The overall goal of this effort, however, is not just to satisfy my curiosity with a detailed scholarly study or unearth forgotten records from the archives. Instead, I hope to explore new ways to make Civil War memory relevant and meaningful to Baltimore residents in the present. I’m especially interested in how to make the topic relevant to young people; a goal that, perhaps ironically, many “Lost Cause” historians in the late nineteenth and early twentieth century shared.
Connecting African American audiences with Civil War history has been a challenge for many contemporary public historians. Writer and Baltimore native Ta-Nehisi Coates reflected in a 2011 NPR interview on how African Americans have been excluded from the interpretation of the Civil War through “Lost Cause” mythologies. Coates remarked that, “one of the most depressing things [he] found,” was when a tour guide at the Gettysburg Battlefield park told him, “‘You can sit there for hours — and you can count on one hand the number of African-Americans that come into the battle park.’” In a 2012 article for The Atlantic magazine, Coates describes how the “country’s battlefields are marked with the enduring evidence” of the “tireless efforts” by Confederate descendants to present their own story of the Civil War—a story that, despite their defeat in the conflict, erased their ancestors complicity with the system of slavery that Confederate troops had fought for and died trying to preserve.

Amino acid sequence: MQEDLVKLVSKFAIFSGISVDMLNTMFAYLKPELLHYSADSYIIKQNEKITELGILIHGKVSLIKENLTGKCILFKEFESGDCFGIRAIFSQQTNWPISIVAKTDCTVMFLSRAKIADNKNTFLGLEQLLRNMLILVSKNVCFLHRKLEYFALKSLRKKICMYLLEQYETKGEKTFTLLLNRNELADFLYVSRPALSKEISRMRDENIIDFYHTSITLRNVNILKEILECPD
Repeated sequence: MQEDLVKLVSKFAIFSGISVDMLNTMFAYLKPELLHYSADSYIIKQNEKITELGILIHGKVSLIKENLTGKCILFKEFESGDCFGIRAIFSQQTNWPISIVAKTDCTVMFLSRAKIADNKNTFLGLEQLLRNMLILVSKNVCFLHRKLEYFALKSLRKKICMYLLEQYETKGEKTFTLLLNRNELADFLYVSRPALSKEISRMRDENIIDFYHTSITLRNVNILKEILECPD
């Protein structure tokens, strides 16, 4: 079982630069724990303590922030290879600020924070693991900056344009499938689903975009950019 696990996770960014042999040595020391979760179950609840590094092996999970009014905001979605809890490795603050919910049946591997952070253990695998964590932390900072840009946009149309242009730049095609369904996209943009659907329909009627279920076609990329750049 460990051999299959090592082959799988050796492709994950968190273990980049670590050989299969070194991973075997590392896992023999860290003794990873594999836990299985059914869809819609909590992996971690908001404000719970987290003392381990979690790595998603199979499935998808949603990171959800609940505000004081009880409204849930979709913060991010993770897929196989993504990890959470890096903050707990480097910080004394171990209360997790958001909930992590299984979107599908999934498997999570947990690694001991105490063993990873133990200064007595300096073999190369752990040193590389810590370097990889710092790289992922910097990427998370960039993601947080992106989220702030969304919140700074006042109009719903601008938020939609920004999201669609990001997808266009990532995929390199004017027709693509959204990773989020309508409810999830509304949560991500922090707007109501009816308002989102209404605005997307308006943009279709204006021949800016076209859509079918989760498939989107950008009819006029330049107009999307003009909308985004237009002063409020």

In 2015, the Charleston church shooting pushed the topic of Confederate memory to the front of public debates in a new way. The often contentious debates that followed have made it difficult to ignore the continued political significance of Civil War memory as an issue. With this study, I hope to find ways of using the history of Civil War memory to support constructive conversations on the relationship between memorials and politics in the past and in the future.